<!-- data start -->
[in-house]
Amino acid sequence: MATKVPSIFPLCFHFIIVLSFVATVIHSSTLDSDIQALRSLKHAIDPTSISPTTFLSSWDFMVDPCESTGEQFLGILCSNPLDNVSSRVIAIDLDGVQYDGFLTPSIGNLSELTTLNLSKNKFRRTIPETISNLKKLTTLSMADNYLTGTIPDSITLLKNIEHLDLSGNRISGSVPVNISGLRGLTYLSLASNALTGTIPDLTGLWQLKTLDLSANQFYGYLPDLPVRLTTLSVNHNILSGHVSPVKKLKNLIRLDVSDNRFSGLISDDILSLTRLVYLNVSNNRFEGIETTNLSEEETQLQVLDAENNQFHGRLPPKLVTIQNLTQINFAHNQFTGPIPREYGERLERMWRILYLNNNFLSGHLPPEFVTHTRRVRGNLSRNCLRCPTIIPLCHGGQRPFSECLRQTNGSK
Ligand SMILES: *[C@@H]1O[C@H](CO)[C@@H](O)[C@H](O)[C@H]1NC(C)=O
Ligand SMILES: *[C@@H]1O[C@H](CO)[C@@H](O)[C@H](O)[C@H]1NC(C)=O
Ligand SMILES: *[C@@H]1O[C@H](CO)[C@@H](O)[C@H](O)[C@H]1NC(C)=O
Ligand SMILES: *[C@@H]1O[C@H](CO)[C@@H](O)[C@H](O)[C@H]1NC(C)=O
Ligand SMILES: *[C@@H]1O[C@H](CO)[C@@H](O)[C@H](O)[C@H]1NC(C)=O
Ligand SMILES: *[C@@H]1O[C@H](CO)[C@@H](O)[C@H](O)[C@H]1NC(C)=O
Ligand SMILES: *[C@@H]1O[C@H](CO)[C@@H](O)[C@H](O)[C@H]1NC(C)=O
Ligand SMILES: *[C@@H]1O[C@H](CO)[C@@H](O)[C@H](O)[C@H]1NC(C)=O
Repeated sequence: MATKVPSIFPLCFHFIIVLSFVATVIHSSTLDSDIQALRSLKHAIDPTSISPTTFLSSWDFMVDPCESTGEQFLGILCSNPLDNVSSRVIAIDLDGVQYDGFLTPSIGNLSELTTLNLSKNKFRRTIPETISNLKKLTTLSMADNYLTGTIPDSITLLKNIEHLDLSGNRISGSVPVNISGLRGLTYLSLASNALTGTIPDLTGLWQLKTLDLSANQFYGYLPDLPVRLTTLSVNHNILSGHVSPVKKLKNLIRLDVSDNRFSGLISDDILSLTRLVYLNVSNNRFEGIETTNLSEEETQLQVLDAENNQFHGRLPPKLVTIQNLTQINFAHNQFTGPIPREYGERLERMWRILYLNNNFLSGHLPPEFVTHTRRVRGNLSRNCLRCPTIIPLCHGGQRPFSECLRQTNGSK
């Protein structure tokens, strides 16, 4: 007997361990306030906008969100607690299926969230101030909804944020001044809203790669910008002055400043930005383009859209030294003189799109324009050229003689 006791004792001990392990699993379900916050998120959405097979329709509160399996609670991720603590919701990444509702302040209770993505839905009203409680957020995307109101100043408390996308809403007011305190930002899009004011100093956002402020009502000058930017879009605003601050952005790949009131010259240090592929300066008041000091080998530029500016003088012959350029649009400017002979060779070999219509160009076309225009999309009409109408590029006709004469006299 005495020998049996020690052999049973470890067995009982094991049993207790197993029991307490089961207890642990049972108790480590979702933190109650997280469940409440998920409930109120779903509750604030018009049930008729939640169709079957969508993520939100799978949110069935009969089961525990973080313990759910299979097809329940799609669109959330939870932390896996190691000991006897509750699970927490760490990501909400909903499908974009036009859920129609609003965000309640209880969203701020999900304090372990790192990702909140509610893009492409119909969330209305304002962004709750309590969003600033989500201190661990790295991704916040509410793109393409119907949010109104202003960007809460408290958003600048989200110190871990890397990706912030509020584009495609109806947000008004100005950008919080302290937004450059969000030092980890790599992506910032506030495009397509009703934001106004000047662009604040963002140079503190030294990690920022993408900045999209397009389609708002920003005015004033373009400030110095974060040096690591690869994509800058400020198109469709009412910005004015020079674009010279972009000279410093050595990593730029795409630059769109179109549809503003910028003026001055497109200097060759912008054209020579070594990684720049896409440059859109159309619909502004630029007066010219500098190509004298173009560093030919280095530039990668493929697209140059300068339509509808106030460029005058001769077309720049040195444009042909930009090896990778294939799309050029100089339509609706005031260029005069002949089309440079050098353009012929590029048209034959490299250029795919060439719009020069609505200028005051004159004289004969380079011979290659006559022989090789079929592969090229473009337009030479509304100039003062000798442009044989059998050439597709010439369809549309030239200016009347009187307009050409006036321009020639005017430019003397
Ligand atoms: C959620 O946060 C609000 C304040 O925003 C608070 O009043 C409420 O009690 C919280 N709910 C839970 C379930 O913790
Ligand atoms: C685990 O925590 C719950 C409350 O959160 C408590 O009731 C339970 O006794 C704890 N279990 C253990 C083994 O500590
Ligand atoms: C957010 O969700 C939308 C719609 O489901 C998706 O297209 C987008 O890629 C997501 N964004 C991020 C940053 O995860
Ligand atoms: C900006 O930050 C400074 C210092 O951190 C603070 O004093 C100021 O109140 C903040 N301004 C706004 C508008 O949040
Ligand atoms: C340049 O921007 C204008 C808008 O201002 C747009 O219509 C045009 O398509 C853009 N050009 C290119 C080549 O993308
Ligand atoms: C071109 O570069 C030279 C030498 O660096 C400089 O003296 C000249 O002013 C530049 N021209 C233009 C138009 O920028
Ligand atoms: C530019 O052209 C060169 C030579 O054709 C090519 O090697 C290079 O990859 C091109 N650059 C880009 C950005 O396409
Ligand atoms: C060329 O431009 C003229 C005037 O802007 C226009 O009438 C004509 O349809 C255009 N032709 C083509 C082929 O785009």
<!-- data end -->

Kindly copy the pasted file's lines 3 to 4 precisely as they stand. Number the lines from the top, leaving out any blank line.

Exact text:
Ligand SMILES: *[C@@H]1O[C@H](CO)[C@@H](O)[C@H](O)[C@H]1NC(C)=O
Ligand SMILES: *[C@@H]1O[C@H](CO)[C@@H](O)[C@H](O)[C@H]1NC(C)=O